NERC - Down in the bottom of the deep blue sea
Coral reef expert Charlie Veron has some advice for you The year-old Veron is a veteran “chucker-outtera”: apart from a defunct pool table and his his discoveries into class – sea worms, funnel web spiders – prompting his . in relation to the Great Barrier Reef and climate change generally. The phylogenetic relationships among major evolutionary lineages of the . ships of the Pycnogonida or sea spiders, using 18S and . Table 1. Species included in the study and the type of data used for each of them Colgan for support and advice during this project. Reef, Australia feed on fire corals and zoanthids. The species that doesn't get harmed is the table coral and the sea spider is Parasitism is a symbiotic relationship in which one species lives.
Based on two measures—phylogenetic diversity and phylogenetic species variability—we highlight regions with the largest losses of evolutionary diversity and hence of potential conservation interest.
Notably, the projected loss of evolutionary diversity is relatively low in the most species-rich areas such as the Coral Triangle, while many regions with fewer species stand to lose much larger shares of their diversity.
We also suggest that for complex ecosystems like coral reefs it is important to consider changes in phylogenetic species variability; areas with disproportionate declines in this measure should be of concern even if phylogenetic diversity is not as impacted. These findings underscore the importance of integrating evolutionary history into conservation planning for safeguarding the future diversity of coral reefs. Introduction The ongoing extinction crisis driven by anthropogenic impacts can potentially reach mass extinction levels in the future unless proper conservation measures are taken [ 1 ].
Species richness has traditionally been the primary metric for quantifying biodiversity and setting conservation priorities [ 2 ], but it is increasingly apparent that given the limited resources available for conservation, not every species can be saved.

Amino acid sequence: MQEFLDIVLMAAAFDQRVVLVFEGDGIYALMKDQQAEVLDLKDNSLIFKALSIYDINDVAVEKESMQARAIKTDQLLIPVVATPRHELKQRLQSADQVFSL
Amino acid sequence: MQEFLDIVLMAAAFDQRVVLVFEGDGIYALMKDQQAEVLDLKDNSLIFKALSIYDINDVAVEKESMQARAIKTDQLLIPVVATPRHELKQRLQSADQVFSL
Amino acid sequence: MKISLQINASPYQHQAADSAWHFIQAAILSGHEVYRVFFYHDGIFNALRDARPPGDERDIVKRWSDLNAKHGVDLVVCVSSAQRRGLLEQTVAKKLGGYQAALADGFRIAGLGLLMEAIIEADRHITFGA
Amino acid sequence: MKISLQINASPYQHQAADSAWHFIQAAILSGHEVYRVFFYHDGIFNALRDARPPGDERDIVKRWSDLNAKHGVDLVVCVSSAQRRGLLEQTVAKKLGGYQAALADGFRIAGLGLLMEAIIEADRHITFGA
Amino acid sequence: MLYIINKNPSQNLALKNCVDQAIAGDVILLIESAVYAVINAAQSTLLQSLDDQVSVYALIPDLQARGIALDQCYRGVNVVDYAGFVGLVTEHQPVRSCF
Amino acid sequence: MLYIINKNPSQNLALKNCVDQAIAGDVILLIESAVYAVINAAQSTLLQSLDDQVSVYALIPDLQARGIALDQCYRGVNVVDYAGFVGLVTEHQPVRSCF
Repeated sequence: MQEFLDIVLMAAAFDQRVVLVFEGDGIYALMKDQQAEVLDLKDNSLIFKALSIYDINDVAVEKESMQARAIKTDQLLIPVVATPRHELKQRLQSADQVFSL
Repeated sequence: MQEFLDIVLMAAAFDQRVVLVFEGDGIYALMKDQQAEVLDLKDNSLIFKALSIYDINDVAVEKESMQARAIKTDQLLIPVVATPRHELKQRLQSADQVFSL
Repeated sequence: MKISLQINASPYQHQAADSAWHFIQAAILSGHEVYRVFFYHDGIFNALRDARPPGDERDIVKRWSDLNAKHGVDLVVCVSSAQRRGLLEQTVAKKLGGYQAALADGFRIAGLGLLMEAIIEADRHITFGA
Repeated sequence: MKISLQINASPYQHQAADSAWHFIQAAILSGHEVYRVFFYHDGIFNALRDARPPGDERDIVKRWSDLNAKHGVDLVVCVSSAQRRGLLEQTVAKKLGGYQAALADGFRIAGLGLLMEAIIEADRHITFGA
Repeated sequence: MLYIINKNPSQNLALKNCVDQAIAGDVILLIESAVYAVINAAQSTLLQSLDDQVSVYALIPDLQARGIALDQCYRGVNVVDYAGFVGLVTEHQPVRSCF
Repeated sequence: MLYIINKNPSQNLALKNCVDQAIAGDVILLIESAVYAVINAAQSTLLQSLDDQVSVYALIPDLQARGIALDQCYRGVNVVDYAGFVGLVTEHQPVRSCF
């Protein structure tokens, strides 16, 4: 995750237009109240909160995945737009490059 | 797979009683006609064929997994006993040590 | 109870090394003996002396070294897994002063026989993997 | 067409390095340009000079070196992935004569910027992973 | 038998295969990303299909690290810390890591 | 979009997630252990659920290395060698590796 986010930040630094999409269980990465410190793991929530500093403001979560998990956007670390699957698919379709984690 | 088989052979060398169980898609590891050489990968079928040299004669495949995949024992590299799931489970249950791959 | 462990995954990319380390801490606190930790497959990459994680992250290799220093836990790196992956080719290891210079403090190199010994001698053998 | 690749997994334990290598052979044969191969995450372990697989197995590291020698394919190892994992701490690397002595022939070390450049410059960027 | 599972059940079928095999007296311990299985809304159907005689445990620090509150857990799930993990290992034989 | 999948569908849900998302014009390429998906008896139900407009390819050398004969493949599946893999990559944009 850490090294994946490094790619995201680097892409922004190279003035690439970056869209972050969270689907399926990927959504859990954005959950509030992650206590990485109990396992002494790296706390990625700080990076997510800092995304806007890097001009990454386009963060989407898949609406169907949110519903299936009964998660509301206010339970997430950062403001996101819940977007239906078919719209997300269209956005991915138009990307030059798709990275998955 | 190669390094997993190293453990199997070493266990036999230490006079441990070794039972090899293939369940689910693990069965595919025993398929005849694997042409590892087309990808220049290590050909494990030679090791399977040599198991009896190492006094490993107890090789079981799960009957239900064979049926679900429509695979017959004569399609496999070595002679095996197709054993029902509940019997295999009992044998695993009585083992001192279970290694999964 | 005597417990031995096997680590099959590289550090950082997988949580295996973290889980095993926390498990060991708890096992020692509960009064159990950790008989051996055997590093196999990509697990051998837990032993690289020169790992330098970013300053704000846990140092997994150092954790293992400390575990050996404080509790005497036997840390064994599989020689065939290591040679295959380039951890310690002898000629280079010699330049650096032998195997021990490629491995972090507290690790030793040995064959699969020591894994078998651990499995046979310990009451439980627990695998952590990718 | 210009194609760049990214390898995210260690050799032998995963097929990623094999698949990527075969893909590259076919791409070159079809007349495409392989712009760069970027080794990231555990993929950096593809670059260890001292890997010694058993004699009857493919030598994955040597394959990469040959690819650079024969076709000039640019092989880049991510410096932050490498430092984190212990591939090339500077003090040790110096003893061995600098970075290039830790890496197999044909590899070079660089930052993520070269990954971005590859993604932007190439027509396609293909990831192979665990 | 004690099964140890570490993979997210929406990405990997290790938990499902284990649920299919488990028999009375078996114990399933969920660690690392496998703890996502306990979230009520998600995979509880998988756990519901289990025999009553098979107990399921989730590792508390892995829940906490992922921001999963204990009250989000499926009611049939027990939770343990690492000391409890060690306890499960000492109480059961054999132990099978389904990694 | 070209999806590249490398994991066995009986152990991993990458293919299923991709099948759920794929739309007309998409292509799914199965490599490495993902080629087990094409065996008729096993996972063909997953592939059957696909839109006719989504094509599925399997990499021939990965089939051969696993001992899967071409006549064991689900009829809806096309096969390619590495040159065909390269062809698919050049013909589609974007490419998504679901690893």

This realization has prompted efforts to develop strategies for minimizing the loss of evolutionary diversity ED despite species loss [ 3 — 5 ]. Preserving ED is now seen by some as a goal in itself [ 6 — 10 ], and by others as a proxy for preserving functional diversity and ecosystem function [ 11 — 15 ].
A number of different ED metrics are currently available [ 1617 ], each highlighting somewhat different aspects of the evolutionary process, but empirical analyses of how the loss of a given set of species affects different metrics remain scarce [ 18 ]. This hampers our ability to understand the behaviour of these metrics in real-world situations and also impedes the development of guidelines for their use in risk assessment [ 19 ].
Here we explore this issue using two different measures of ED in conjunction with geographical distributions of all living reef-building coral species to predict regional diversity changes resulting from projected species loss according to the International Union for Conservation of Nature IUCN Red List of Threatened Species [ 20 ]. Our goal is to compare the erosion of regional ED due to anthropogenic extinctions using the two measures, and to use the results to identify coral reef ecoregions whose ED may be most at risk in the future.
Coral reefs are among the most threatened ecosystems of the world [ 21 — 25 ]. One-third of all reef corals Scleractinia are facing heightened extinction risk from climate change and other impacts [ 20 ]. The year-old Veron is a veteran "chucker-outtera": He gets his clothes from Vinnies "the best shop in the world"doesn't own a pair of formal shoes and has successfully purged his home of coral specimens, which remind him of work.
Interactions of Organisms found in the Great Barrier Reef | adamdickeybiology2